January 31, 2014 7:05 pm

Guelph to reduce carbon footprint with district energy network

The Sleeman Centre in Guelph is the first building in the city to use district energy.

The City of Guelph

TORONTO – When people talk about reducing their carbon footprint, they may think of doing that by using solar panels or wind turbines. However, there’s another way that not only individuals, but entire cities can reduce their carbon footprint: district energy.

Guelph, Ont. is aiming to become the first city in North America to do that with a city-wide district energy network.

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District energy is a network of systems used to heat or cool a several buildings. It can be traced back to the early Romans, with aqueducts and a process called evaporative cooling where fountains of water would be cooled by air and would in turn cool buildings.

The first district energy system in Canada was introduced in the early 1880s in London, Ont. It provided heat for university, hospital and government buildings. The first commercial district energy system in Canada was in 1924 in Winnipeg.

“It’s not a new technology, but there are so many improvements in the actual technology that are used…that make it much more economically viable now than ever before,” Jean Duquette, a researcher at the University of Victoria’s Institute for Integrated Energy Systems told Global News.

VIDEO: How district energy works

“It’s a huge, huge capital investment that usually stops these projects in their tracks,” said Duquette.

But Guelph is taking the challenge head on.

“It has some very fundamental bottom line goals around energy-use per capita, 50 per cent less,” Rob Kerr, Guelph’s Corporate Manager of Community Energy told Global News. “And greenhouse gases per capita, 60 per cent less, both by 2031.”

Kerr said that the city is financing the system and residents won’t see taxes increased due to the project.

That’s quite a challenge: The city projects large growth — by more than a third — within that time frame.

“It’s very ambitious,” Kerr said.

The first building, or node as it’s called in the system, is the Sleeman Centre, the city’s large sports and recreational centre. It has already started contributing to the system.

“It’s a natural first customer,” Kerr said. “The Sleeman Centre is not only the first customer but is also the host to the heating plant that will create heat for the entire neighbourhood.”

An illustration depicts how the district energy system at the Sleeman Centre can expand.

Envida/The City of Guelph

The city is moving out from that building to serve the River Run Centre, a theatre across from Sleeman and is in negotiations with a list of private sector buildings.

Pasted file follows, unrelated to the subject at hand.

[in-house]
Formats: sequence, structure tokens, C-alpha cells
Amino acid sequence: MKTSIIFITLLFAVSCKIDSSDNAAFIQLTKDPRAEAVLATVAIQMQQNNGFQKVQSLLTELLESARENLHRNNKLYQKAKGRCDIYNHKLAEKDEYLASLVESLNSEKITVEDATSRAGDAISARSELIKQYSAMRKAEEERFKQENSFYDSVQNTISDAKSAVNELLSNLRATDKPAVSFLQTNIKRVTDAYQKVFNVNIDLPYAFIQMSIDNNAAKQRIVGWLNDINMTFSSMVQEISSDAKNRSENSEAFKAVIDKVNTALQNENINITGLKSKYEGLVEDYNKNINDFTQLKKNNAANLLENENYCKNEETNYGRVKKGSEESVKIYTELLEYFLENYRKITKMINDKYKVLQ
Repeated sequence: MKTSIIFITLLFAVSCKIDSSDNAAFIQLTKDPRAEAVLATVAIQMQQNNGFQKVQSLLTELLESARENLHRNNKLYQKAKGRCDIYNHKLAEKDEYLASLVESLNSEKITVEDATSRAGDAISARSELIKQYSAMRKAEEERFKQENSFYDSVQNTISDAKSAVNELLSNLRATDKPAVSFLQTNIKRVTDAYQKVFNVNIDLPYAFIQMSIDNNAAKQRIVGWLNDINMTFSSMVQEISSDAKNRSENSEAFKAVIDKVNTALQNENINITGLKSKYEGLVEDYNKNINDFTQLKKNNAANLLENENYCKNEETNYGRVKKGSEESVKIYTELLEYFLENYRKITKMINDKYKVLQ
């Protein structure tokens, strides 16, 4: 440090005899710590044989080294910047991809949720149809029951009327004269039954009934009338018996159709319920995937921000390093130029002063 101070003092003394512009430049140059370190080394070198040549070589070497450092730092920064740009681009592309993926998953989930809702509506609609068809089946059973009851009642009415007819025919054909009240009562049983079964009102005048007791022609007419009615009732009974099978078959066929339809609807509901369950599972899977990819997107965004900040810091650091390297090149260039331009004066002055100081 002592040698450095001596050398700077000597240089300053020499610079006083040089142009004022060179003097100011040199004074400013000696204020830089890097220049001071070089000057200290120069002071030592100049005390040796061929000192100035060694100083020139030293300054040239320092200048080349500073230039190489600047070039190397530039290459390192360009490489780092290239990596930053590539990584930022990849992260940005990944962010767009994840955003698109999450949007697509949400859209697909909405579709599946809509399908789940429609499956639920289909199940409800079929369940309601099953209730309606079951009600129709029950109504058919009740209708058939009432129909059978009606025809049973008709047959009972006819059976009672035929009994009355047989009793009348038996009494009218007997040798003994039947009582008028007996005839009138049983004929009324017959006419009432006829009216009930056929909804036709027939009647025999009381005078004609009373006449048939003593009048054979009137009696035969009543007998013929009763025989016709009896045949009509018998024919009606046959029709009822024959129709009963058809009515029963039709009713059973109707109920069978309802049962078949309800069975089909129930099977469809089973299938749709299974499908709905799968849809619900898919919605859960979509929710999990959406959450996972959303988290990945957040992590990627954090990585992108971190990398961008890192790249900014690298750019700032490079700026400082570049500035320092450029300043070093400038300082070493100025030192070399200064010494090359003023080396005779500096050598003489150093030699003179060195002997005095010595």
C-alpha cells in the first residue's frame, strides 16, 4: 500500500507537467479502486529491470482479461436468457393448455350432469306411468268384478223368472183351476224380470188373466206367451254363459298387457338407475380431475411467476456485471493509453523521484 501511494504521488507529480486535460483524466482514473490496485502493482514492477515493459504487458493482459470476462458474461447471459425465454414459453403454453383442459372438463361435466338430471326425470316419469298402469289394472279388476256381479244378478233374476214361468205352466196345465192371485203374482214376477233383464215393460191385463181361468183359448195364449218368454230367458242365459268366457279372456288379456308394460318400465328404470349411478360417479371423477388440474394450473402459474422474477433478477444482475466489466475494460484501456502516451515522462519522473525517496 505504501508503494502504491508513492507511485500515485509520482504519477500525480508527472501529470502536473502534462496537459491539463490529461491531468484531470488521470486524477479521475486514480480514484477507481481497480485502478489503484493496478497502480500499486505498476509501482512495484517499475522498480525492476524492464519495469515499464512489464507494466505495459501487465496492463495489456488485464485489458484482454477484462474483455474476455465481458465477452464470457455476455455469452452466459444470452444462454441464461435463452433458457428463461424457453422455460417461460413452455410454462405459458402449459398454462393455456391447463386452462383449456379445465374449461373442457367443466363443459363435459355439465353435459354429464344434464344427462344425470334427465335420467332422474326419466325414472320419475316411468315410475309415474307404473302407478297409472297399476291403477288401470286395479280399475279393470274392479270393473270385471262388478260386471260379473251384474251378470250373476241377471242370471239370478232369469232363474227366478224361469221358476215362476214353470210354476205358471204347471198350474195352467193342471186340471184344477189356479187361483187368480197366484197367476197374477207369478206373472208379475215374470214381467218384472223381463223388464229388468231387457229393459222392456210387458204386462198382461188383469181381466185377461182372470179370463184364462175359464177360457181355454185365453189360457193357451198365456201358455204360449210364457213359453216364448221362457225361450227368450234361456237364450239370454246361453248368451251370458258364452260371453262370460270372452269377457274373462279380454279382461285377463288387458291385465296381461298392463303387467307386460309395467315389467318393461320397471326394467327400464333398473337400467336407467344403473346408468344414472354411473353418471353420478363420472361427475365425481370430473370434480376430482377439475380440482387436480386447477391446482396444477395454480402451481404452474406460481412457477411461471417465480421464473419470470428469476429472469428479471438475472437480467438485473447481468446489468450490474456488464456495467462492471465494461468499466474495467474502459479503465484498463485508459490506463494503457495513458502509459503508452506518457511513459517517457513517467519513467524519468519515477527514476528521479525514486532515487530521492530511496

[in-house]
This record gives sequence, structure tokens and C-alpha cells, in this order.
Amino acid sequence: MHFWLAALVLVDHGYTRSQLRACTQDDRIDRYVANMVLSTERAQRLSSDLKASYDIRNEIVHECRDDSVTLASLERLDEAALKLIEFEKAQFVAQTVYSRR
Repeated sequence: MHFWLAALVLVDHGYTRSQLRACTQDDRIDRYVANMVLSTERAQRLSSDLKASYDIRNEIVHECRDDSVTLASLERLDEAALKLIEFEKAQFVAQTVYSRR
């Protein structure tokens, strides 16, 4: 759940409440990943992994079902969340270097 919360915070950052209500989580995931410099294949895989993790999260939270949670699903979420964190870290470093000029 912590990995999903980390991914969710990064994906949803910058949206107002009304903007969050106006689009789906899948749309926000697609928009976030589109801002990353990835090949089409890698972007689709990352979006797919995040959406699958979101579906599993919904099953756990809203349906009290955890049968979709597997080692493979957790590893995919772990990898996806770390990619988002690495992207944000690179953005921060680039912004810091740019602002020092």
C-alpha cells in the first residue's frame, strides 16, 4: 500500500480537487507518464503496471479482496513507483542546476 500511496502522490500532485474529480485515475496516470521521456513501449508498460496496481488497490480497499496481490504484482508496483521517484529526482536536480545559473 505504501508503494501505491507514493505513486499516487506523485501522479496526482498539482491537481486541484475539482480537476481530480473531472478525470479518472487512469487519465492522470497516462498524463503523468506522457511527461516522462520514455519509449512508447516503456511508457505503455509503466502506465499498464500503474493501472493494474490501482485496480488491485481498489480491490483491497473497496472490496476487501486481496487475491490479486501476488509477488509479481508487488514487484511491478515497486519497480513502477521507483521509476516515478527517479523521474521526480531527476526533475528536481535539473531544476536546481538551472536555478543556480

District heating is used across Europe in cities in Germany, Denmark and England. Because heating or cooling a home or building comes from a central location, it’s extremely efficient.

“Instead of having every individual home…who all have their own separate systems, every system has its own efficiency,” Duquette said. “So if you have a boiler, or a furnace to heat your house, it works very well.”

This, Duquette said, is because using our current method of heating — with furnaces or boilers, for example — would work at just half its capacity during the coldest time of the year.

“What’s nice about a district energy system is that everyone is using the same furnace or same boiler, so all of these peaks…it basically levels off overall. So you have one system that’s running at optimal efficiency providing energy to everybody.”

Another advantage to district energy systems, aside from their ability to reduce a city’s carbon footprint is the flexibility of fuel: a multitude of sources can be used throughout the system, something that Guelph seeks to capitalize on. Currently the city has 200 homes or buildings with solar panels. The city could use that as part of the integrated system. Some other sources are geothermal, natural gas, or biomass.

Envida, the company behind Guelph’s district energy network, illustrates the ability to use several sources as part of the system.

Envida/City of Guelph

Making the city denser is also key to improving its efficiency.

“Integrated is the keyword,” said Kerr. “We are trying to create a platform in our community to attract investment, to stimulate activity,” he said.

Though Guelph seeks to be the first city to use an entire network, there are other cities throughout Canada that use some form of district energy.

In Toronto, Lake Ontario provides heating and cooling to some buildings in the downtown core. North of the city, in Markham, a district energy system is used to heat and cool buildings like the city hall and several residential and commercial buildings.

According to the Canadian URBAN institute and the Canadian District Energy Association, almost 120 district energy systems were operating in Canada in 2009 across nearly every province. Of that, Ontario has the highest number with about 43 per cent.

But district energy still represents only about 0.29 per cent of total sales of energy in Canada.

With newer technology and more cities seeking to save money and reduce their carbon footprint, there may be more cities like Guelph in the years to come.

© Shaw Media, 2014

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